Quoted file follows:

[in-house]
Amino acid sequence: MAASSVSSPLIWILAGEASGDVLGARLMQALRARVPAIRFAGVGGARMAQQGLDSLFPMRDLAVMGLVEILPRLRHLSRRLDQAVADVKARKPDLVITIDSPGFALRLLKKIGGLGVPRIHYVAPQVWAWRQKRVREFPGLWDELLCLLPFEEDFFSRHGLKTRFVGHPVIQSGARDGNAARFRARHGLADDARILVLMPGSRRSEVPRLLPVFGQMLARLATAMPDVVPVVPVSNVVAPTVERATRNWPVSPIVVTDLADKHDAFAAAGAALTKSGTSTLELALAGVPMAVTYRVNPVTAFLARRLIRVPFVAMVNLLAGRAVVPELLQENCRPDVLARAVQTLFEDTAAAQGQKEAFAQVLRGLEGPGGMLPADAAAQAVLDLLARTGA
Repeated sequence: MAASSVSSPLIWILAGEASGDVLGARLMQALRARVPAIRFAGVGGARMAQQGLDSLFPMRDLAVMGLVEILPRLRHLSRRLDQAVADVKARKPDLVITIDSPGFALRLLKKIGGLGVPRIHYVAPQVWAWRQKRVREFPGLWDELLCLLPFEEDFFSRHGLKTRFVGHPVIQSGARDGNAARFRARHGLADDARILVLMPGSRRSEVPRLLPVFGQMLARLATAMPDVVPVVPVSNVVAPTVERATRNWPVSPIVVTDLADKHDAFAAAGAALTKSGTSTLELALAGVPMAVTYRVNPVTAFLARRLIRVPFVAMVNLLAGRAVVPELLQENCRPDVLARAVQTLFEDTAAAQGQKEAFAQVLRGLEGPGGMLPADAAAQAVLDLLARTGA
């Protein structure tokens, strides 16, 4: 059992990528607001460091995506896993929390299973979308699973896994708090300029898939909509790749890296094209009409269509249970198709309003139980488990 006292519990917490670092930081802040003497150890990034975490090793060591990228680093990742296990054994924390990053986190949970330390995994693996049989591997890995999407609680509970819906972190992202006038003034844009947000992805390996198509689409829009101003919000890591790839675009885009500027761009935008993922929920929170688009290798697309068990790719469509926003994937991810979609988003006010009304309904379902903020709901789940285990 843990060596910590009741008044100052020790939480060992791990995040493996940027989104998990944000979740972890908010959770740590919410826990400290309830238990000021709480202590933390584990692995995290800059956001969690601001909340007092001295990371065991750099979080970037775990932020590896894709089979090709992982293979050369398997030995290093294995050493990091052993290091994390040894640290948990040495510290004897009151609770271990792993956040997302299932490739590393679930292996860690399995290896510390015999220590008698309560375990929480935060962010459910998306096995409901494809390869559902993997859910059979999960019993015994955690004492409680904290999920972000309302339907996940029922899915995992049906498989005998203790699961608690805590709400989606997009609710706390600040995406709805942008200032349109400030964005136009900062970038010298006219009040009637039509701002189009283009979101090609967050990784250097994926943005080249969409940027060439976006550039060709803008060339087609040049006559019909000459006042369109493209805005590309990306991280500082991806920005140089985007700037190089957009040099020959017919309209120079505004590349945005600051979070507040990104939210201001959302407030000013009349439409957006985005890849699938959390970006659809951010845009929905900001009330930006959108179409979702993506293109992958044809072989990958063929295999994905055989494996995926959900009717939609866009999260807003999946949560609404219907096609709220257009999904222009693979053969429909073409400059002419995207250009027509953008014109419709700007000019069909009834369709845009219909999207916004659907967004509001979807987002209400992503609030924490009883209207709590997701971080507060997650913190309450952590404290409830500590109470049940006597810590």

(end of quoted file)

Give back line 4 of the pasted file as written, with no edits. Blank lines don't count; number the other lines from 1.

């Protein structure tokens, strides 16, 4: 059992990528607001460091995506896993929390299973979308699973896994708090300029898939909509790749890296094209009409269509249970198709309003139980488990 006292519990917490670092930081802040003497150890990034975490090793060591990228680093990742296990054994924390990053986190949970330390995994693996049989591997890995999407609680509970819906972190992202006038003034844009947000992805390996198509689409829009101003919000890591790839675009885009500027761009935008993922929920929170688009290798697309068990790719469509926003994937991810979609988003006010009304309904379902903020709901789940285990 843990060596910590009741008044100052020790939480060992791990995040493996940027989104998990944000979740972890908010959770740590919410826990400290309830238990000021709480202590933390584990692995995290800059956001969690601001909340007092001295990371065991750099979080970037775990932020590896894709089979090709992982293979050369398997030995290093294995050493990091052993290091994390040894640290948990040495510290004897009151609770271990792993956040997302299932490739590393679930292996860690399995290896510390015999220590008698309560375990929480935060962010459910998306096995409901494809390869559902993997859910059979999960019993015994955690004492409680904290999920972000309302339907996940029922899915995992049906498989005998203790699961608690805590709400989606997009609710706390600040995406709805942008200032349109400030964005136009900062970038010298006219009040009637039509701002189009283009979101090609967050990784250097994926943005080249969409940027060439976006550039060709803008060339087609040049006559019909000459006042369109493209805005590309990306991280500082991806920005140089985007700037190089957009040099020959017919309209120079505004590349945005600051979070507040990104939210201001959302407030000013009349439409957006985005890849699938959390970006659809951010845009929905900001009330930006959108179409979702993506293109992958044809072989990958063929295999994905055989494996995926959900009717939609866009999260807003999946949560609404219907096609709220257009999904222009693979053969429909073409400059002419995207250009027509953008014109419709700007000019069909009834369709845009219909999207916004659907967004509001979807987002209400992503609030924490009883209207709590997701971080507060997650913190309450952590404290409830500590109470049940006597810590």